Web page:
Whilst the game is definitely at its greatest when played as a multiplayer title, the game doesn’t skimp on catering for the single-player. The game allows you to have six profiles, so in most households every member of the family will be able to experience the single-player game and record their progress. Single-player modes include Explore and Adventure and you’ll also find the game’s tutorials under the single-player section. Explore mode provides a set of challenges, spread over six categories, for you to undertake. There are many puzzles here and once you’ve completed them all with a bronze medal or above (you’ll get a bronze medal for completing a challenge with the minimum requirements, silver for a better performance and gold for completing a mission as efficiently as possible), you’ll unlock Expert challenges and when you’ve completed them, you’ll unlock Master challenges. Adventure mode gives you four adventures, each comprised of story-based levels, to play through. Once again you’ll have to earn medals and whilst it’s usually easy to obtain the bronze medals, at least in the first couple of adventures, it’s much more of a challenge to obtain the gold medals. Once you’ve completed the adventures you’ll unlock some bonus levels for each of the four adventures.

You certainly wouldn’t claim that Boom Blox is a great looking game but that’s not to say the game doesn’t have a certain endearing visual charm. It’s a game that manages to be both visually pleasing to children and yet not so cutesy that older children or adults might be turned off.  Everything in this game is rather blockish and angular ranging from the ubiquitous Blox to the characters you’ll find in the Adventure mode. The physics in the game are superb and the Blox react to your actions just how you would expect them to and this is one of the more satisfying aspects of the game.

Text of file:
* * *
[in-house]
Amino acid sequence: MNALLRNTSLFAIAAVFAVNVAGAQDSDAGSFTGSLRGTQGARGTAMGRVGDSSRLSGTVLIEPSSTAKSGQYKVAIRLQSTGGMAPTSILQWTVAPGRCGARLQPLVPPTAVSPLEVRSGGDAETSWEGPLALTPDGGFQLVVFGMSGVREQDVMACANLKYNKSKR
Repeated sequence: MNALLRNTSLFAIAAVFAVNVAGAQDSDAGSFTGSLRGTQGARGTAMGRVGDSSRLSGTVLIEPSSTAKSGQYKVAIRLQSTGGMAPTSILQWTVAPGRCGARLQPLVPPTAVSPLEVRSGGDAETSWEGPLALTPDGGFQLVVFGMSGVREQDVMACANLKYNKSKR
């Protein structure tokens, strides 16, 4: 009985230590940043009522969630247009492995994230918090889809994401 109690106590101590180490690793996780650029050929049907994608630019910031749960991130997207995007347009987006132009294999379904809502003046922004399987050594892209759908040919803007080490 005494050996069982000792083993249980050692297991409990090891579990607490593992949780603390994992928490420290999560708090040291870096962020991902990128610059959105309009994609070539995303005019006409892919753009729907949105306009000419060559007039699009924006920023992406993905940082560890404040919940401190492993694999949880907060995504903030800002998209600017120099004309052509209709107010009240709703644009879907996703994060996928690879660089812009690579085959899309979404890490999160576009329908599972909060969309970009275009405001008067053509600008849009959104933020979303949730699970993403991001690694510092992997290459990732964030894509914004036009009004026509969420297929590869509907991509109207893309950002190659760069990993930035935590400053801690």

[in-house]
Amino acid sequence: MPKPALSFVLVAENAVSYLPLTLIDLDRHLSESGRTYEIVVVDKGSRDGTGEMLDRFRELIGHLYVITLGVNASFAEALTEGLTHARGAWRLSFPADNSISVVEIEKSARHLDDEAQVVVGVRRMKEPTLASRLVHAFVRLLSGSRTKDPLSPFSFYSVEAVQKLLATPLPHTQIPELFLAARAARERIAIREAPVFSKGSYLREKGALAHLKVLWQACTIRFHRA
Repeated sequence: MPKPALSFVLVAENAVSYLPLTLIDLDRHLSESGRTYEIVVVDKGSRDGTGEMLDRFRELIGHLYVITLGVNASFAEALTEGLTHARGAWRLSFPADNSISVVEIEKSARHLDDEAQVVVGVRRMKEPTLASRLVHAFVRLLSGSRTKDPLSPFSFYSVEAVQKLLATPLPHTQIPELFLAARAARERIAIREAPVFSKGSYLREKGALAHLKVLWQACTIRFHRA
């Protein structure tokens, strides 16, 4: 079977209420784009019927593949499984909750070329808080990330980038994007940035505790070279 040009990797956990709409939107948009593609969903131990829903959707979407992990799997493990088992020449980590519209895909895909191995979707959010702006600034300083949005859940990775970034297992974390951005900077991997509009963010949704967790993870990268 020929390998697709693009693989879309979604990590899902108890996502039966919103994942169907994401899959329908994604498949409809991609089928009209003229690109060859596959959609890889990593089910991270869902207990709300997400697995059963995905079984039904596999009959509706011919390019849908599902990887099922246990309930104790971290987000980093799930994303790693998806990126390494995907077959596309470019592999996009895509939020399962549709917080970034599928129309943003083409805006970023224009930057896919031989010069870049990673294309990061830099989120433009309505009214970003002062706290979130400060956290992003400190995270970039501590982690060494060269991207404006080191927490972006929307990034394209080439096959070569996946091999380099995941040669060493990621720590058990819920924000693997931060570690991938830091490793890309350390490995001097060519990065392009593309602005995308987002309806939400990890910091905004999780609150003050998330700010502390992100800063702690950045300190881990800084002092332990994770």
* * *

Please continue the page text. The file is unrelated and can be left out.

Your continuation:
With Boom Blox being as enjoyable as it is it’s even more pleasing that it won’t cause any problems for deaf gamers. The game’s tutorials are all exclusively in text that you can read at your own pace. All of the instructions for each level and level type are given in text so you’re always aware of what needs to be done. All of the storyline in the single-player Adventure mode is given in text so you won’t miss out on anything and once again, you’ll be aware of what you need to do.

It’s probably fair to say that many gamers didn’t get too excited when they learned that Steven Spielberg made the decision to dabble in the gaming industry. After Boom Blox however, I think it’s safe to say that most will eagerly look forward to the next game he has a hand in. Boom Blox is easily the most pleasing surprise of 2008 and is a game that is highly recommended to anyone who enjoys playing games with friends or family. As a single-player the experience isn’t quite so memorable, although it’s still enjoyable, and it’s a shame that you can only trade level designs online but these are really the only complaints that can be levelled at the game. As an offline multiplayer experience on the Wii, it’s the best game we’ve played and it’s a game that uses the unique motion-sensing controls to perfection.

Overall Game Rating 9.0/10

Deaf Gamers Classification

DGC Classification B